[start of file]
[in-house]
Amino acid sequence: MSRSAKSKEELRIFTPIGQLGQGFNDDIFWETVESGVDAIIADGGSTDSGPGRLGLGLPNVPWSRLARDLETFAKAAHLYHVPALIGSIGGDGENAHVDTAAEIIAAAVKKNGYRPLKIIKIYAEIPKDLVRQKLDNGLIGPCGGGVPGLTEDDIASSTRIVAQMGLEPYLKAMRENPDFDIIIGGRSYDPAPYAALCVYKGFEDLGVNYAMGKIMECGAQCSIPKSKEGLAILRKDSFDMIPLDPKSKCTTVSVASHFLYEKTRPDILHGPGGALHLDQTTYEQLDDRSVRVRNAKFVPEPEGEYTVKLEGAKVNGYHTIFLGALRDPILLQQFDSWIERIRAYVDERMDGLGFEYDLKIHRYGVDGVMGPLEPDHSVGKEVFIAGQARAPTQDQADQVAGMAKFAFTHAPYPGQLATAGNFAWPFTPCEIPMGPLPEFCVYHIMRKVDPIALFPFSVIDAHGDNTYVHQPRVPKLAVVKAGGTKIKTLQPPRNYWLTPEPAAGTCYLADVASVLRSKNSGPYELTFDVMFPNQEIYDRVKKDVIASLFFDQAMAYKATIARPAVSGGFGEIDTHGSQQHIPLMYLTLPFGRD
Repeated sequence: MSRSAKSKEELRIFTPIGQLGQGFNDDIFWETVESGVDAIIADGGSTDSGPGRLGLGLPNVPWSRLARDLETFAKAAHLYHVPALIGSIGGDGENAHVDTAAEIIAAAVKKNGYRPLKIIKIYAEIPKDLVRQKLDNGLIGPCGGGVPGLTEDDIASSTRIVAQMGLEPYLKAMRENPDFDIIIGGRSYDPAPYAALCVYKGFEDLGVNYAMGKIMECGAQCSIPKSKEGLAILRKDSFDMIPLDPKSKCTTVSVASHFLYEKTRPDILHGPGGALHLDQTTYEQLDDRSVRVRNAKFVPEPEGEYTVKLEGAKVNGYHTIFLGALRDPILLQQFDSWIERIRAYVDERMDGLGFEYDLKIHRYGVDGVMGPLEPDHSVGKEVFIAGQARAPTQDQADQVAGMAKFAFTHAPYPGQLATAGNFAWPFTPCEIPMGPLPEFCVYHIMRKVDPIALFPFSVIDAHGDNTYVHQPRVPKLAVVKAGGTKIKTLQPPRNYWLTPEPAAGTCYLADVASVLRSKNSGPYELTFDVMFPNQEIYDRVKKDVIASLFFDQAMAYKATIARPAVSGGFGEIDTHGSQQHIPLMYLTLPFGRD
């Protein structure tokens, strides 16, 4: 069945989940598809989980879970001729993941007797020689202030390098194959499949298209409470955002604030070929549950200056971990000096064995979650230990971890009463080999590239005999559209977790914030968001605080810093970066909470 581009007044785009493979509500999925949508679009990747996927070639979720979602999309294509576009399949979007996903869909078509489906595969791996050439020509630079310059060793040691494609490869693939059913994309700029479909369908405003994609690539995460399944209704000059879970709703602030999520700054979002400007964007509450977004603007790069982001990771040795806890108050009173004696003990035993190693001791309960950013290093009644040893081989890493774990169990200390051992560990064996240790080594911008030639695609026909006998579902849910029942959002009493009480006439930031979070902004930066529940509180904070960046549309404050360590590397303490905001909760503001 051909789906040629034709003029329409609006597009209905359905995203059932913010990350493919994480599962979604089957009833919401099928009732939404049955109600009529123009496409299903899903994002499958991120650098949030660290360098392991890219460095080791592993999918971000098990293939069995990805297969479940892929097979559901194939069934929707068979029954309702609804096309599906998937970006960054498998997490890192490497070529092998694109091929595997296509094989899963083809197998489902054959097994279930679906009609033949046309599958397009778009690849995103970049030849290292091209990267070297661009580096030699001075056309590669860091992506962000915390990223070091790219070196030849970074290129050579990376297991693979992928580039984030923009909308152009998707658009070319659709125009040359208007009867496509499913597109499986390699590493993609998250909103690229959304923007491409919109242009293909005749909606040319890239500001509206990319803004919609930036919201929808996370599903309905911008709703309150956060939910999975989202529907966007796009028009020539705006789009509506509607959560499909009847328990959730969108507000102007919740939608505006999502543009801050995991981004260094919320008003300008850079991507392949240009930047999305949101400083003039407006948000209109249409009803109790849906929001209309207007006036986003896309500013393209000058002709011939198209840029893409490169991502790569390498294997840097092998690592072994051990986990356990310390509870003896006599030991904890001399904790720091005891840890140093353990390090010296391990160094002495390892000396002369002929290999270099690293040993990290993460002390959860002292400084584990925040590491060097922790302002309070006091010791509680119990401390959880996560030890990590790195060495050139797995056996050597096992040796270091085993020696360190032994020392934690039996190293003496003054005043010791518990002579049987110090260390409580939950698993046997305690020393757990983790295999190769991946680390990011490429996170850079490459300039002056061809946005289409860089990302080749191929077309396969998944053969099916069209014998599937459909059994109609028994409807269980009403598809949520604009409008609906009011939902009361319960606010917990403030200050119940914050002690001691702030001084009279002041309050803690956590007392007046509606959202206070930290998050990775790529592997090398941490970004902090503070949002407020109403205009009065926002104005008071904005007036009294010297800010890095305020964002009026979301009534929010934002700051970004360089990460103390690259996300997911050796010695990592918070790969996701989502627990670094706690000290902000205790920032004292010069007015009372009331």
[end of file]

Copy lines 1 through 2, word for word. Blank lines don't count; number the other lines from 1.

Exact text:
[in-house]
Amino acid sequence: MSRSAKSKEELRIFTPIGQLGQGFNDDIFWETVESGVDAIIADGGSTDSGPGRLGLGLPNVPWSRLARDLETFAKAAHLYHVPALIGSIGGDGENAHVDTAAEIIAAAVKKNGYRPLKIIKIYAEIPKDLVRQKLDNGLIGPCGGGVPGLTEDDIASSTRIVAQMGLEPYLKAMRENPDFDIIIGGRSYDPAPYAALCVYKGFEDLGVNYAMGKIMECGAQCSIPKSKEGLAILRKDSFDMIPLDPKSKCTTVSVASHFLYEKTRPDILHGPGGALHLDQTTYEQLDDRSVRVRNAKFVPEPEGEYTVKLEGAKVNGYHTIFLGALRDPILLQQFDSWIERIRAYVDERMDGLGFEYDLKIHRYGVDGVMGPLEPDHSVGKEVFIAGQARAPTQDQADQVAGMAKFAFTHAPYPGQLATAGNFAWPFTPCEIPMGPLPEFCVYHIMRKVDPIALFPFSVIDAHGDNTYVHQPRVPKLAVVKAGGTKIKTLQPPRNYWLTPEPAAGTCYLADVASVLRSKNSGPYELTFDVMFPNQEIYDRVKKDVIASLFFDQAMAYKATIARPAVSGGFGEIDTHGSQQHIPLMYLTLPFGRD